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Blacks in London

A black man, as sketched by Inigo Jones for a Court masque.

  • In 1601, two years before the probable date of the writing of Othello, there were so many blacks in London that an edict was issued that the "Negars and blackamoors" in the city be deported.
  • Shakespeare's first black man, Aaron in Titus Andronicus, is close to the stereotypical villain: murderous, sexually avid, and ruthless. Yet even he is less brutal than some of those around him. In a remarkably bloody play, one of the more attractive scenes is Aaron's defence of his child.
  • Aaron's black baby with the (white) Queen of the Goths, Tamora, echoes the shock experienced by the English a decade before Shakespeare's birth, in the mid 1550s, when a black Guinean married an Englishwoman: the natural assumption of the "superior" civilization was that the child would be of their colour, white--but the child was of course black.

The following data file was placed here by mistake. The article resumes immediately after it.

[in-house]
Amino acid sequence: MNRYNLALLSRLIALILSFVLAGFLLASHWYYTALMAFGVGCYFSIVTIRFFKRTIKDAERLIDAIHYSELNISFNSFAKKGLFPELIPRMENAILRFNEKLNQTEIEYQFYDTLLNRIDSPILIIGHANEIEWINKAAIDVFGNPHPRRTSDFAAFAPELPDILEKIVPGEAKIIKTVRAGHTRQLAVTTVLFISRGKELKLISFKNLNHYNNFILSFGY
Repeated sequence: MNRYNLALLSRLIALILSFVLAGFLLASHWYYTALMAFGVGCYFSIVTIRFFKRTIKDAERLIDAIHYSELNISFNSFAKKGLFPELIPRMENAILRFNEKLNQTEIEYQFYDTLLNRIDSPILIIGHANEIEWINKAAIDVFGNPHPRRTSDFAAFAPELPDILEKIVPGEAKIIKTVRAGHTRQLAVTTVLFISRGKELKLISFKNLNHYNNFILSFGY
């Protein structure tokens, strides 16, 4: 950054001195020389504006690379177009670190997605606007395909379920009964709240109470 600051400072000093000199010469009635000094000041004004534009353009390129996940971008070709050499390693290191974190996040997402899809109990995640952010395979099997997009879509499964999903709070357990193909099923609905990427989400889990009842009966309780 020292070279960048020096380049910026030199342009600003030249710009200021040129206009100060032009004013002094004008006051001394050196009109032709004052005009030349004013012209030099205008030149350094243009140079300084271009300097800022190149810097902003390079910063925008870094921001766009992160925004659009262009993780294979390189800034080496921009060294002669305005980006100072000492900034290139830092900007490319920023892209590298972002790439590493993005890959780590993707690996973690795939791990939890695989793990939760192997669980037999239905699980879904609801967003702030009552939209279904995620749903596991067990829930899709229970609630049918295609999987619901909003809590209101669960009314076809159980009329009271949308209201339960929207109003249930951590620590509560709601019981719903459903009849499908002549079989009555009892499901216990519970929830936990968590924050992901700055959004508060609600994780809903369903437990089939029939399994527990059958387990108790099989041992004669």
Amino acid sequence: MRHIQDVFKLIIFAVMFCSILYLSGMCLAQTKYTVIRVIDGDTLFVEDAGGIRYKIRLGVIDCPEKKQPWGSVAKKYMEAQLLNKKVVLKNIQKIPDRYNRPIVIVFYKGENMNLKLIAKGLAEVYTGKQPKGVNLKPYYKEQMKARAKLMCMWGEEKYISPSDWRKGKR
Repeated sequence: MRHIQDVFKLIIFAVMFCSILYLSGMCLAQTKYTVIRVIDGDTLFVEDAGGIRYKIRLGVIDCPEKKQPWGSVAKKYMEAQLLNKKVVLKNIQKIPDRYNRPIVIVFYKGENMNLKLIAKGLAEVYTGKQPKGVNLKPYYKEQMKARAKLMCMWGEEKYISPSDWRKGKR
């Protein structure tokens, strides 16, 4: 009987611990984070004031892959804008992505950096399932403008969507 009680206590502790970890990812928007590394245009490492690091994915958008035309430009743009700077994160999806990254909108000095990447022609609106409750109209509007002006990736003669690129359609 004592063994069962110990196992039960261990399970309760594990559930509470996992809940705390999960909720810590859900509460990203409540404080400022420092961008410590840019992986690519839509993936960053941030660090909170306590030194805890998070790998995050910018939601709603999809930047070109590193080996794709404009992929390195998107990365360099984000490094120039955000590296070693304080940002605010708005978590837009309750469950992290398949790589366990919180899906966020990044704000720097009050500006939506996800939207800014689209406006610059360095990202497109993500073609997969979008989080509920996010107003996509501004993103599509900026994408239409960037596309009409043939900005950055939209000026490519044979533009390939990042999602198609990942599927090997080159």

• In The Merchant of Venice, probably written some years before Othello, the Prince of Morocco fails to win Portia in the lottery of the three caskets of gold, silver, and lead; but his claim that he is the same as white people under the skin may win some sympathy ("let us make incision for your love / To prove whose blood is reddest" [2.1.6-7]). Portia, however, is mightily relieved that he chooses the wrong casket: "Let all of his complexion choose me so" (2.7.79).

 

 

 

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This page last updated on 28 August 2006. © Michael Best, 2002.